Orbán government alleged to have used Pegasus spyware on investigative journalists

On our watchlist: A rapid decline in civic freedoms as government restricts fundamental rights

Janša's right-wing government continues its crackdown on media freedom and targeting of CSOs. Those that speak out about violations of freedoms, rights and a lack of social dialogue are targeted in retaliation. The crumbling democracy and current state of civic space in the country sets a dangerous precedent for the European continent, as Slovenia prepares to assume the presidency of the EU in July. Due to the rapid decline in civic space, Slovenia is now on the CIVICUS Monitor Watchlist.
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On our watchlist: A rapid decline in civic freedoms as government restricts fundamental rights

Killings and fabricated charges against activists persist as ICC investigation moves forward

In recent months, the killing of activists and fabricating of changes against them have persisted. Reports also showed the killing of lawyers has escalated under the Duterte administration since 2016. After nine sittings in nearly four months, the Supreme Court on in May 2021 wrapped up the oral arguments on the petitions by civil society against the draconian anti-terror law. Human rights defenders also urged the Supreme Court and Department of Justice to review the rules on issuance which has been routinely used to judicially harass and arbitrarily detain activists. Concerns continue to be raised about the freezing of bank accounts of civil society groups for allegedly being terrorist fronts. Read more

Killings and fabricated charges against activists persist as ICC investigation moves forward

Venezuela cracks down on civil society operation and funding

On 30th March 2021, Venezuela’s Interior Ministry published Administrative Ruling 001-2021 for the Unified Registry of Obligated Subjects, requiring all non-governmental and non-profit organisations in the country to provide sensitive information regarding their activities. Read more  |  Read in Spanish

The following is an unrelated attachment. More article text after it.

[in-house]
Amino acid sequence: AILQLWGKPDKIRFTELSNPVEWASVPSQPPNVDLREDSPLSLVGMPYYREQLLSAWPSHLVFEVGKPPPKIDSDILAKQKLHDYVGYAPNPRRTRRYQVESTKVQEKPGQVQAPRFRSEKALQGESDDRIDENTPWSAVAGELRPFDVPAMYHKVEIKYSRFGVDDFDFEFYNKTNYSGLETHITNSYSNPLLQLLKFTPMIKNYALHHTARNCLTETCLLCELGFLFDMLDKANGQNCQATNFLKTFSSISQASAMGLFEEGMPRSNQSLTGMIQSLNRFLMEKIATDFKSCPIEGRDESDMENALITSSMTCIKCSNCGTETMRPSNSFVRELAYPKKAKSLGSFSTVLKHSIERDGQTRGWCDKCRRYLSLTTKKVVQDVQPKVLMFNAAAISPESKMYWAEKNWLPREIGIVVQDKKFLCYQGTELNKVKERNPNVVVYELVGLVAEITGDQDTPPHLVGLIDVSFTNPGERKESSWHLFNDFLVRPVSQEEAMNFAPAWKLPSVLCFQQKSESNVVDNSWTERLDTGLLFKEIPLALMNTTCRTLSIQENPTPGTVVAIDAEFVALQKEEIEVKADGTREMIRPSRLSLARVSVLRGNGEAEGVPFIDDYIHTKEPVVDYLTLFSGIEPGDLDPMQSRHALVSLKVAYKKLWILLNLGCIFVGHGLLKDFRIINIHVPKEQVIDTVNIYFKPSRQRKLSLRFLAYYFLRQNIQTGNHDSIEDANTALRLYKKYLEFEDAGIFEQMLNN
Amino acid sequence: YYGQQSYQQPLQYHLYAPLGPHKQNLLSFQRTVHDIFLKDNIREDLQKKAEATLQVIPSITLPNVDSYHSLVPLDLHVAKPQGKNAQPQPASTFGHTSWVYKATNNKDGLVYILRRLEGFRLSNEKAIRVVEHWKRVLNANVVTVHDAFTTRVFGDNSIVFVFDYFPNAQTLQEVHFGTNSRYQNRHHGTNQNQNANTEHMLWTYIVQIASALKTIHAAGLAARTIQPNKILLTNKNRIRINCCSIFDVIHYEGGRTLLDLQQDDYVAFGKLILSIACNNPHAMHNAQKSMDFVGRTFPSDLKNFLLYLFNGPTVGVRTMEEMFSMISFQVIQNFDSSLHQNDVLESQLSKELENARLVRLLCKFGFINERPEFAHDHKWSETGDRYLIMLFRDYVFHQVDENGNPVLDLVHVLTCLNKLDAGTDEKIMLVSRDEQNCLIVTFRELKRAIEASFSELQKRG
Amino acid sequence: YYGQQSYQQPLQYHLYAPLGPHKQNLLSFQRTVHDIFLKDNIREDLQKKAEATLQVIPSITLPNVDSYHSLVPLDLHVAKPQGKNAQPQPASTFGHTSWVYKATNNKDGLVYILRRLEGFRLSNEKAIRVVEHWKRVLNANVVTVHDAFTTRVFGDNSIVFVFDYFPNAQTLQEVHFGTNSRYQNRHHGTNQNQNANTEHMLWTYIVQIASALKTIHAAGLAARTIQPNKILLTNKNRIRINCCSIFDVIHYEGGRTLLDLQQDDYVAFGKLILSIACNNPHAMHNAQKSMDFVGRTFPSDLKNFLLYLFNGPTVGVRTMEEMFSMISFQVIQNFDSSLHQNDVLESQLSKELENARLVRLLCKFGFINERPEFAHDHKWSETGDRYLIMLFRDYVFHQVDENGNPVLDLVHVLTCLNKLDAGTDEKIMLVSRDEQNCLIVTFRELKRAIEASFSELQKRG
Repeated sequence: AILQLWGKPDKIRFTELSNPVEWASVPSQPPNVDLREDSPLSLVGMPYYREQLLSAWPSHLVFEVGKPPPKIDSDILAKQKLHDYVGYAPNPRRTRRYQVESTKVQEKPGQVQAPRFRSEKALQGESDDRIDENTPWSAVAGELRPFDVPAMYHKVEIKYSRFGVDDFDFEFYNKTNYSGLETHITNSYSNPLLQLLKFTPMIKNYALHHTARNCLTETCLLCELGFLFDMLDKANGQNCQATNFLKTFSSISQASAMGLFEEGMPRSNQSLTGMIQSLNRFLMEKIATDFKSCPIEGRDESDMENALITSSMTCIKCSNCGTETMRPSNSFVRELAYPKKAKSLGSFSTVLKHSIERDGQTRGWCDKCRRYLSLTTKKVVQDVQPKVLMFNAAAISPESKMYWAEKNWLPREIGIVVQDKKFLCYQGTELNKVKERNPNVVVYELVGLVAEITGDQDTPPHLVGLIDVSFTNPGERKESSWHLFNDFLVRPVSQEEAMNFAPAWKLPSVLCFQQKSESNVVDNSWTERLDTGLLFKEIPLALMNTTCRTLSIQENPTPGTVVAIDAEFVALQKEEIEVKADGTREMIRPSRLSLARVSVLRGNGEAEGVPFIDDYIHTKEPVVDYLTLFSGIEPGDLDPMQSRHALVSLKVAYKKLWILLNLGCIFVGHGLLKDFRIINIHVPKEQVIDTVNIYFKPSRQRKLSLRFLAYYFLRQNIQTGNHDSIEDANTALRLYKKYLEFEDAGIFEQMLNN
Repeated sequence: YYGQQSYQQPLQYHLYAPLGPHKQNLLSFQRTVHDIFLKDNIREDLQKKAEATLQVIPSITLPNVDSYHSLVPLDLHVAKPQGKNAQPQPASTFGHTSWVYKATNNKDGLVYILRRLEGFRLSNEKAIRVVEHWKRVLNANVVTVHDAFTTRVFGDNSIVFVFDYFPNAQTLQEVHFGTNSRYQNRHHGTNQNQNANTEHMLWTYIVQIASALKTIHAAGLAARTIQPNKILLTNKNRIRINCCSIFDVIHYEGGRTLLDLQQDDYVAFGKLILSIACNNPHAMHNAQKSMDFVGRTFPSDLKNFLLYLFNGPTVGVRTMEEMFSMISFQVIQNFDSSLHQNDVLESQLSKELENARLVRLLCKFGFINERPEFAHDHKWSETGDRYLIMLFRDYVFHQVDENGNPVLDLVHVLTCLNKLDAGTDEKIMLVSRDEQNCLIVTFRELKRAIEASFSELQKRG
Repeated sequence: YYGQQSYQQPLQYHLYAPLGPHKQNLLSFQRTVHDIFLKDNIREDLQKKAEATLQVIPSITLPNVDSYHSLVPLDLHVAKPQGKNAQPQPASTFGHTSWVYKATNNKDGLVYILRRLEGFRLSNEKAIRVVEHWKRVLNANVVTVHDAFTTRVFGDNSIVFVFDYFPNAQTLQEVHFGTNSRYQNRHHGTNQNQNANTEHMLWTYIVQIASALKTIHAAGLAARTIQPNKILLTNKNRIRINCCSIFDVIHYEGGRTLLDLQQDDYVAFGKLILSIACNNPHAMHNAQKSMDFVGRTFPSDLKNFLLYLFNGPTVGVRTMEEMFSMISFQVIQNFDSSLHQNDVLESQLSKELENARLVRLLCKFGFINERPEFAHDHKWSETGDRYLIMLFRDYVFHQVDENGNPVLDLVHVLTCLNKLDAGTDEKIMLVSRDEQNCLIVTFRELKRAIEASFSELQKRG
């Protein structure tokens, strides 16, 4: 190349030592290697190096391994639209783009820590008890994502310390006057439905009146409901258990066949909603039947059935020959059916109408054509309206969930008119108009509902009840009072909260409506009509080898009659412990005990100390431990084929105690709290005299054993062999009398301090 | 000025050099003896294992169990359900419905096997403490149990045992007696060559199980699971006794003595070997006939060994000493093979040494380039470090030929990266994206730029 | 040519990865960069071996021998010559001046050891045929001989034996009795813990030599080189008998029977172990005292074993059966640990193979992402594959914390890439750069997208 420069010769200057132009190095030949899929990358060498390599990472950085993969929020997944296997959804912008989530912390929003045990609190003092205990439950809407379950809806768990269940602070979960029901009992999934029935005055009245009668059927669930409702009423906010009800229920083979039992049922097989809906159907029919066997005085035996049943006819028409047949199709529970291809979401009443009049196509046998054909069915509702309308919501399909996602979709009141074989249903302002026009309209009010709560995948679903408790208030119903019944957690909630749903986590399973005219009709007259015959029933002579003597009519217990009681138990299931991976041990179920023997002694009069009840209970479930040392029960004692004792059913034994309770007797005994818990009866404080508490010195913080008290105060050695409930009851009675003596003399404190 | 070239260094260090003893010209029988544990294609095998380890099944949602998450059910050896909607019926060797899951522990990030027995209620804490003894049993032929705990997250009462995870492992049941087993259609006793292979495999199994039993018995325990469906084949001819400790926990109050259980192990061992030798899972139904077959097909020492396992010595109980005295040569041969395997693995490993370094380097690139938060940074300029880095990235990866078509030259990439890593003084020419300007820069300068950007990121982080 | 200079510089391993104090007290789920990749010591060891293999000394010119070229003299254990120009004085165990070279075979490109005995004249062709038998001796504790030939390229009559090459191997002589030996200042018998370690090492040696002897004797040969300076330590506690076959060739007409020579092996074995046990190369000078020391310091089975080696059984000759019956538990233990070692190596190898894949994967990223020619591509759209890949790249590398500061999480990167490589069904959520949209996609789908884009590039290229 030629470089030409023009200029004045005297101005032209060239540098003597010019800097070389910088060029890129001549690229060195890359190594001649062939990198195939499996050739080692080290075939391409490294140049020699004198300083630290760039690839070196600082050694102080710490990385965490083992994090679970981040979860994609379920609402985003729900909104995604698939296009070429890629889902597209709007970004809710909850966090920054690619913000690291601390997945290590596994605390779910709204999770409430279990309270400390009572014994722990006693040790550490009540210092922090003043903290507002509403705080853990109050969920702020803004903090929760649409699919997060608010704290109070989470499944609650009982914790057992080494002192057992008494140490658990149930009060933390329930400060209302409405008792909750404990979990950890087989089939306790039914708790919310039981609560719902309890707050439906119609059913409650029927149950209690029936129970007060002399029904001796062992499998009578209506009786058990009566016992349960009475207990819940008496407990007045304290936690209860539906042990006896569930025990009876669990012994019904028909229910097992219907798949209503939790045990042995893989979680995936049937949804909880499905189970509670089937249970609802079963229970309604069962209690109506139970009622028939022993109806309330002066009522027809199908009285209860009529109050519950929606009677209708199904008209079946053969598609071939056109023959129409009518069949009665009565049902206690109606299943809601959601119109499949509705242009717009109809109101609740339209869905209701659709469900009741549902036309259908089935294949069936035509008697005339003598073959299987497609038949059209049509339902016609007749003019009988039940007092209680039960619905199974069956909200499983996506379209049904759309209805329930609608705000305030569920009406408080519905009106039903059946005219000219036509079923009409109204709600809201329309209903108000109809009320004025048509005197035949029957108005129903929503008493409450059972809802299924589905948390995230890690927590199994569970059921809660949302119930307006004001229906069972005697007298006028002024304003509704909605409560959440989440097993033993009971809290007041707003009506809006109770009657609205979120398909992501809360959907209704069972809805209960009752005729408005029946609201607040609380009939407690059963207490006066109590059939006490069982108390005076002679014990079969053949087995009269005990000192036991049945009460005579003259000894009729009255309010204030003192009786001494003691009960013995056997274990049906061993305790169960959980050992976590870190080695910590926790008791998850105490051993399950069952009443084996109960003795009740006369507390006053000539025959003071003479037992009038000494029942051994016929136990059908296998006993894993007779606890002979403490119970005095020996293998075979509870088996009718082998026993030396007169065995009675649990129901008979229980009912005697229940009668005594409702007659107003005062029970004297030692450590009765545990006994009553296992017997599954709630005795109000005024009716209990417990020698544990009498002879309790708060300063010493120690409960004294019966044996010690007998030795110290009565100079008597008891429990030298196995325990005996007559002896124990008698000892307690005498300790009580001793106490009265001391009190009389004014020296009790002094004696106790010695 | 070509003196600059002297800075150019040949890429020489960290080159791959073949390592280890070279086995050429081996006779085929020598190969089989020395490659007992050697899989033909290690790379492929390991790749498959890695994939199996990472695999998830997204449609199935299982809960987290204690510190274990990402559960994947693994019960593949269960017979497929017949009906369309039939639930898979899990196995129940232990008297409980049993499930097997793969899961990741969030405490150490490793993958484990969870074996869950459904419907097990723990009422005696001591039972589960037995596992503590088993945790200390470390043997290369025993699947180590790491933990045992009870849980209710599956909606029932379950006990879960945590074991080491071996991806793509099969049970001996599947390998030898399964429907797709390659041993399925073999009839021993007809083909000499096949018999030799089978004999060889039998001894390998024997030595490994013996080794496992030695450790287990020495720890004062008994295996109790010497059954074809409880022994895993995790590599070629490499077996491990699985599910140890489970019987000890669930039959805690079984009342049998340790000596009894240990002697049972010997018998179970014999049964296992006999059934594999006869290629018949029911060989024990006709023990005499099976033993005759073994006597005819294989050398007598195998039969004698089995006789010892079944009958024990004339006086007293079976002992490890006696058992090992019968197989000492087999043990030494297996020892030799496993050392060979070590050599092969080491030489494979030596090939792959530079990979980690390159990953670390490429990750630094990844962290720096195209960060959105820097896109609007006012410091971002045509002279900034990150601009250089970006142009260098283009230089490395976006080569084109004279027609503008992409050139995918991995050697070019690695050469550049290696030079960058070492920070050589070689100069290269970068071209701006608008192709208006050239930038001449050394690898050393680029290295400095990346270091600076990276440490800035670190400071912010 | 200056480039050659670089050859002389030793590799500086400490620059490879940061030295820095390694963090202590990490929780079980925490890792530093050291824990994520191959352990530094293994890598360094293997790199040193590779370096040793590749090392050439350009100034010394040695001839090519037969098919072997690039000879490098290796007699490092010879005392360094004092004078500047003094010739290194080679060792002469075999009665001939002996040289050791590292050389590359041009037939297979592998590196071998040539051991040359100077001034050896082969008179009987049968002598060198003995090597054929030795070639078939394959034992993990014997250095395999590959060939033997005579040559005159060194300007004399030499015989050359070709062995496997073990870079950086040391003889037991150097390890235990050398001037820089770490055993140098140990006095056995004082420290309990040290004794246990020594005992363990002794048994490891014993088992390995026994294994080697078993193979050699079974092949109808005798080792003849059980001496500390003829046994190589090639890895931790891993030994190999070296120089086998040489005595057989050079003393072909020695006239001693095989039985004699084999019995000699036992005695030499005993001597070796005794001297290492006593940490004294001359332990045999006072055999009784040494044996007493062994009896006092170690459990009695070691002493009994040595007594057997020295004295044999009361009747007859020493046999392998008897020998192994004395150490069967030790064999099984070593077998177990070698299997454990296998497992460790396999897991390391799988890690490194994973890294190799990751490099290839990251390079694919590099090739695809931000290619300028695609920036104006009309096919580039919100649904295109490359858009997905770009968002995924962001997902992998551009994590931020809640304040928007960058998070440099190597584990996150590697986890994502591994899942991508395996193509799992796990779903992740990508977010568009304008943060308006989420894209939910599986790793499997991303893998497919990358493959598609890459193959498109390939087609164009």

Venezuela cracks down on civil society operation and funding


#KilltheBill protests continue amid police violence; Extinction Rebellion co-founder arrested

#KilltheBill protests against the policing bill continue across the UK, as protesters advocate for the protection of peaceful assembly rights. Meanwhile, the controversial bill has been declared in violation of international rights standards. Amid these developments, climate defenders from Extinction Rebellion remain under threat, with the arrest of the group's co-founder. In other concerning developments, Conservative MPs launched a complaint against independent race equality think tank Runnymede Trust, after the trust made critical comments about the governments controversial Race and Ethnic Disparities report. In addition, 200 UK NGOs have condemned government cuts to the aid budget which will have devastating consequences for the sector.
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#KilltheBill protests continue amid police violence; Extinction Rebellion co-founder arrested

Controversial global security law adopted, creating a state of generalised surveillance

After months of controversy, mobilisations and renegotiations, and despite strong criticism from UN Special Rapporteurs and CSOs, the French parliament on 15th April 2021 voted to adopt the controversial Global Security bill. Human rights organisations have warned that the proposed law would undermine public freedoms, creating a state of generalised surveillance, threatening the freedom to inform, the right to privacy and the right to demonstrate. in response to the adoption, civil society organisations are building coalitions against the law and mobilising to demand a citizen In referral to the Constitutional Council. In another concerning development, the draft legislation commonly known as the Anti-Separatism bill has been approved by France’s two parliamentary chambers and will be subject to final approval in the coming months. The bill would forbid religious signs in certain spaces and particularly targets the wearing of the hijab by Muslim women and girls.
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Controversial global security law adopted, creating a state of generalised surveillance